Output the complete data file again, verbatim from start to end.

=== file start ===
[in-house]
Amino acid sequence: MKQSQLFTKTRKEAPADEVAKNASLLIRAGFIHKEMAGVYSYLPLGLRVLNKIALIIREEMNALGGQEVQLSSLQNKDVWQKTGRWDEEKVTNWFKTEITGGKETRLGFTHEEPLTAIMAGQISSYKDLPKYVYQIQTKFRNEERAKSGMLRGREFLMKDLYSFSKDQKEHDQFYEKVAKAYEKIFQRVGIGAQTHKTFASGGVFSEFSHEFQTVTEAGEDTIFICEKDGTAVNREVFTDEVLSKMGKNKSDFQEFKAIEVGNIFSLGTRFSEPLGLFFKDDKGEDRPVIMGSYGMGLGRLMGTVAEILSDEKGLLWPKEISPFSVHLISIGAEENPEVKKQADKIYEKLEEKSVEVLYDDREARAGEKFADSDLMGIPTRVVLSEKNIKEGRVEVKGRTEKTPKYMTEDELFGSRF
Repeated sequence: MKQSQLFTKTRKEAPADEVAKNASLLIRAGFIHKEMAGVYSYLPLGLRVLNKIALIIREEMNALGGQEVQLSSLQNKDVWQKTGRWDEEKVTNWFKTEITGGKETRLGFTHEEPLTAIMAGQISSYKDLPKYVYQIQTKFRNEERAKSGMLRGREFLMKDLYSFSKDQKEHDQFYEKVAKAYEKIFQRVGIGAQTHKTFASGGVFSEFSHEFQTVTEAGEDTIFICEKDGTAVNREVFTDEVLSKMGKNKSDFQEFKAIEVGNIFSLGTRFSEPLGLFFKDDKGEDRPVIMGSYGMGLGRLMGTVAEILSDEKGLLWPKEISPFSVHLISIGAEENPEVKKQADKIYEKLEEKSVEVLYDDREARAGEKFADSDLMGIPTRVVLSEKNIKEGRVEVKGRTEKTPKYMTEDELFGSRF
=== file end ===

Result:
[in-house]
Amino acid sequence: MKQSQLFTKTRKEAPADEVAKNASLLIRAGFIHKEMAGVYSYLPLGLRVLNKIALIIREEMNALGGQEVQLSSLQNKDVWQKTGRWDEEKVTNWFKTEITGGKETRLGFTHEEPLTAIMAGQISSYKDLPKYVYQIQTKFRNEERAKSGMLRGREFLMKDLYSFSKDQKEHDQFYEKVAKAYEKIFQRVGIGAQTHKTFASGGVFSEFSHEFQTVTEAGEDTIFICEKDGTAVNREVFTDEVLSKMGKNKSDFQEFKAIEVGNIFSLGTRFSEPLGLFFKDDKGEDRPVIMGSYGMGLGRLMGTVAEILSDEKGLLWPKEISPFSVHLISIGAEENPEVKKQADKIYEKLEEKSVEVLYDDREARAGEKFADSDLMGIPTRVVLSEKNIKEGRVEVKGRTEKTPKYMTEDELFGSRF
Repeated sequence: MKQSQLFTKTRKEAPADEVAKNASLLIRAGFIHKEMAGVYSYLPLGLRVLNKIALIIREEMNALGGQEVQLSSLQNKDVWQKTGRWDEEKVTNWFKTEITGGKETRLGFTHEEPLTAIMAGQISSYKDLPKYVYQIQTKFRNEERAKSGMLRGREFLMKDLYSFSKDQKEHDQFYEKVAKAYEKIFQRVGIGAQTHKTFASGGVFSEFSHEFQTVTEAGEDTIFICEKDGTAVNREVFTDEVLSKMGKNKSDFQEFKAIEVGNIFSLGTRFSEPLGLFFKDDKGEDRPVIMGSYGMGLGRLMGTVAEILSDEKGLLWPKEISPFSVHLISIGAEENPEVKKQADKIYEKLEEKSVEVLYDDREARAGEKFADSDLMGIPTRVVLSEKNIKEGRVEVKGRTEKTPKYMTEDELFGSRF